People who live in glass houses shouldn't throw stones, which probably isn't an issue when the glass house is a commune.
A greenhouse is generally considered to be a house for plants. But for Tokyo-based architect Hiroshi Iguchi, a greenhouse can be a very pleasant home for people, too, and he has built several such projects to prove his point.
Iguchi’s latest glass development is a utopian experiment called Millennium City. On a plot of open farmland in Chiba, a two-hour drive from Tokyo, four giant greenhouses comprise an environmentally friendly commune. This eco glass village is the product of several workshops that Iguchi organized in order to come up with an innovative solution to Japan’s housing situation, which is highly polluting and socially isolating. “Millennium City allows people to live closely together, yet in privacy, and enables them to enjoy a lifestyle in harmony with nature,” Iguchi explains.
Small wooden pavilions in each of the four greenhouses function as living areas. Each features an enclosed room elevated on stilts, not unlike a tree house, with a ladder leading up to the entrance. Underneath, the open platform appears to float just above the earthen floor. There are no formal designations for these spaces; it’s left to the user to decide how to use them, from sleeping in the elevated hut to reading, relaxing, gardening, or entertaining below. A communal kitchen is built into one of the greenhouses, and a separate pavilion accommodates the shared toilet and bathing facilities.
Iguchi’s dedication to environmental conservation and an earth-conscious lifestyle is further evident in the commune’s source of power: Supplementing the electricity supply, the greenhouses use solar energy for lighting and heating. Trees help monitor the interior temperatures of living areas (see sidebar), and solar panels made from plastic bottles provide heat for the water, ensuring that residents don’t have to suffer through cold showers.
In order to bring his somewhat offbeat community to completion, Iguchi established a nonprofit organization to corral others into helping develop Millennium City. This not only created a community of like-minded people, but also helped keep costs low. The land for the project was secured as a 20-year lease through a volunteer who also happened to be the president of the Japanese Agricultural Association. Other aspects of the buildings were secured through similar means: “Through the personal connections of our members,” Iguchi elaborates, “many materials were donated or supplied at low cost. The trees were a gift, as well as all the kitchen furniture, the bathroom fixtures, and many other amenities.” Though the glass houses were built by a greenhouse manufacturer, volunteers built the wooden pavilions, thus significantly reducing the total building costs for the project. As a result, the entire complex was completed for about $470,000.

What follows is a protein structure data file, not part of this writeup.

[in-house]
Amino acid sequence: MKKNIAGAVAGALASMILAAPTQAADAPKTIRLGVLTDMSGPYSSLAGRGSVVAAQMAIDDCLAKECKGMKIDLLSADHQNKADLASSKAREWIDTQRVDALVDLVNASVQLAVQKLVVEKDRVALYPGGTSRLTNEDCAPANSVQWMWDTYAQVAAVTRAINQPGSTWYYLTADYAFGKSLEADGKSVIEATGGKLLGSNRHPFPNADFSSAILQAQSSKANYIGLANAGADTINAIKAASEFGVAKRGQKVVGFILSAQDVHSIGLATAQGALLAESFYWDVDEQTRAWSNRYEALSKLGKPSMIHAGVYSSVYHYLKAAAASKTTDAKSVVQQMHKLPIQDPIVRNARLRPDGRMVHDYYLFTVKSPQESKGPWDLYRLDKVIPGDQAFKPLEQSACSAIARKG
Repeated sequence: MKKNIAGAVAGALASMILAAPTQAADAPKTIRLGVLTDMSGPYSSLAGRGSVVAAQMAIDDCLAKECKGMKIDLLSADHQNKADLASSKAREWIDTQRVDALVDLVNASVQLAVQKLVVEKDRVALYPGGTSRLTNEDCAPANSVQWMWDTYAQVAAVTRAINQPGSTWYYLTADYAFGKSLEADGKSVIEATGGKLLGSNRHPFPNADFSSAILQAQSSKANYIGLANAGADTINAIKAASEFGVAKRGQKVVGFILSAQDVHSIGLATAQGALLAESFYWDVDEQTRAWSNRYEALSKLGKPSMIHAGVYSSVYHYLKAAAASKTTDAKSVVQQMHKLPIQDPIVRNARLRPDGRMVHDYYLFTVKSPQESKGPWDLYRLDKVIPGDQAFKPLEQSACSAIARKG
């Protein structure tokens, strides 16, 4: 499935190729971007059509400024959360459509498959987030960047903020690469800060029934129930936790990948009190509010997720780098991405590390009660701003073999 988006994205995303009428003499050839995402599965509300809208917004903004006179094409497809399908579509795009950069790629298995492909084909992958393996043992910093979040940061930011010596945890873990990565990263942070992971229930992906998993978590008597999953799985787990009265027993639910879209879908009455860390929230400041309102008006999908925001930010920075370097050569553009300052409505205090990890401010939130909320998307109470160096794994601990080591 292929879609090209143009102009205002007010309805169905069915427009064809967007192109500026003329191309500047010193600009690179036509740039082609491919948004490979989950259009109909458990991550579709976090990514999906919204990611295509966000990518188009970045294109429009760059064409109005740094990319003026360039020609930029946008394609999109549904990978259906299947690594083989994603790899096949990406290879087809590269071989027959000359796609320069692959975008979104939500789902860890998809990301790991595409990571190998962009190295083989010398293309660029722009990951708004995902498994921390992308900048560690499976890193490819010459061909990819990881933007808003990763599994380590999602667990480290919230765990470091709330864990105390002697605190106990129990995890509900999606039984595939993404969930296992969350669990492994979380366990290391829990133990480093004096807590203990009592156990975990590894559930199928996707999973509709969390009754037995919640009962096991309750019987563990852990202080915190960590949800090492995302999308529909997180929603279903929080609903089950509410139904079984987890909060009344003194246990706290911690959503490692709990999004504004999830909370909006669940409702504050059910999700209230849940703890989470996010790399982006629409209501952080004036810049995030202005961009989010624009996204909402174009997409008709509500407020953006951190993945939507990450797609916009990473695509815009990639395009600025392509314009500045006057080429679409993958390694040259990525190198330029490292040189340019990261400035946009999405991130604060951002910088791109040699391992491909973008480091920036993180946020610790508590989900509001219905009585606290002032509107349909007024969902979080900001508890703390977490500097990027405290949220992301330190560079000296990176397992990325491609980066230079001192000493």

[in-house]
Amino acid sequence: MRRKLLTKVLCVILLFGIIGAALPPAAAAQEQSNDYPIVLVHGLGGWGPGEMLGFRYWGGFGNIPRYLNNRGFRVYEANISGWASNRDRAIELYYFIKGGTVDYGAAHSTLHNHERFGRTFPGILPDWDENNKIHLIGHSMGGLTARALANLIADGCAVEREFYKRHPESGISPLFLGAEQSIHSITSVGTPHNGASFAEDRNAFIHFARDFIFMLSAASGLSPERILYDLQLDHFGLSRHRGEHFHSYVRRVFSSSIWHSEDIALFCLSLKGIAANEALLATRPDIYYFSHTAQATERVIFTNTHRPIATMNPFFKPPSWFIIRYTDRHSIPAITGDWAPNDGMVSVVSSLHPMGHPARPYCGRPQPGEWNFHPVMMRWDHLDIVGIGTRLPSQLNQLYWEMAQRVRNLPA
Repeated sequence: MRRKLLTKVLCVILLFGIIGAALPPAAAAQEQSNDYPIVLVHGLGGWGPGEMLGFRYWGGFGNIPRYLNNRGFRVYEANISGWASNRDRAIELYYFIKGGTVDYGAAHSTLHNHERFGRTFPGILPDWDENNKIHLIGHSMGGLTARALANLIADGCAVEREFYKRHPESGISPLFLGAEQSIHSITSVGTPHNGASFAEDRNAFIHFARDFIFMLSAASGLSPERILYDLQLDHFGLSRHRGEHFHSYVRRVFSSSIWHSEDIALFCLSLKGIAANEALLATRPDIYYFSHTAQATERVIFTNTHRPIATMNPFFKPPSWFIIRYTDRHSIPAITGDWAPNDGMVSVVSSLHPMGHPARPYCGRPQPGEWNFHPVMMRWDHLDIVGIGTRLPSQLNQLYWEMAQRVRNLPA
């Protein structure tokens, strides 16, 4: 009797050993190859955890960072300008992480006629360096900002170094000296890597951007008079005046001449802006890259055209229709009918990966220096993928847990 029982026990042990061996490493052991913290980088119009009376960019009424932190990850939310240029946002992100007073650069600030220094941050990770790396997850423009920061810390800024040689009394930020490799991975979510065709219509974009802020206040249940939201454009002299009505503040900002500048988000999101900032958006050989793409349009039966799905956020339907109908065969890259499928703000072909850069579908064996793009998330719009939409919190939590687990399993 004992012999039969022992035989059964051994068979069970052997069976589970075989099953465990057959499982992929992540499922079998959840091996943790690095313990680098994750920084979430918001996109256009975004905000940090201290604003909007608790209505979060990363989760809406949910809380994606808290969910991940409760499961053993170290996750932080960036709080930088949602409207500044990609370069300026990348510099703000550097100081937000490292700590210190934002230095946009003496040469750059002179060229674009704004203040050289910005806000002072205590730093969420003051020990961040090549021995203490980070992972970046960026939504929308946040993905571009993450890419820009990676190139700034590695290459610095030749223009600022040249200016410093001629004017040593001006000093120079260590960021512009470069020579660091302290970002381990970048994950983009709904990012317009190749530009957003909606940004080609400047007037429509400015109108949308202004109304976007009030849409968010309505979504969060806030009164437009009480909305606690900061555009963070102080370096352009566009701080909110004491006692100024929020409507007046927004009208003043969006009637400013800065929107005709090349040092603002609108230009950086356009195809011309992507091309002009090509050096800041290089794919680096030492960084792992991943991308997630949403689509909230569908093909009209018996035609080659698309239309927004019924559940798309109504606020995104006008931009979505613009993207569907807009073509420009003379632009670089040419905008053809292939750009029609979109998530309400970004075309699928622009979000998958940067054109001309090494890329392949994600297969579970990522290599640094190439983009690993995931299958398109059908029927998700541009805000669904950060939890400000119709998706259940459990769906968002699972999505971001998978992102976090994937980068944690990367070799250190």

Millennium City is structured on the assumption that the pavilions will be rented out for either temporary or long-term accommodation. With rents at about $50 per month, the pavilions offer an affordable seasonal getaway or reasonable year-round lodging in the inflated Japanese real estate market. “I can imagine a family with children moving into Millennium City. The father can commute to Tokyo for work and have something peaceful to look forward to when he comes home in the evening,” says Iguchi. But the glass village assumes a community function as well. There is an art school, for example, where tea ceremony, flower arranging, and painting classes are held. A variety of classes on ecological agriculture and exchanges with agriculture students are also planned.
There are other environmentally friendly benefits of the glass village, as Iguchi explains: ”The fact that this one place facilitates so many different functions is in itself already ecological. The huts can always be recycled or reused, either by dismantling and reassembling them in a new location, or just by moving them intact.” Iguchi emphasizes that to save energy, he avoided using high-tech instruments whenever possible. It’s cheaper to do it the old-fashioned way, both by reducing to a minimum the space that requires heating and by adapting one’s daily routine to the outside light and temperature. As Iguchi says with a laugh, “Our ancestors actually lived a very environmentally friendly life.”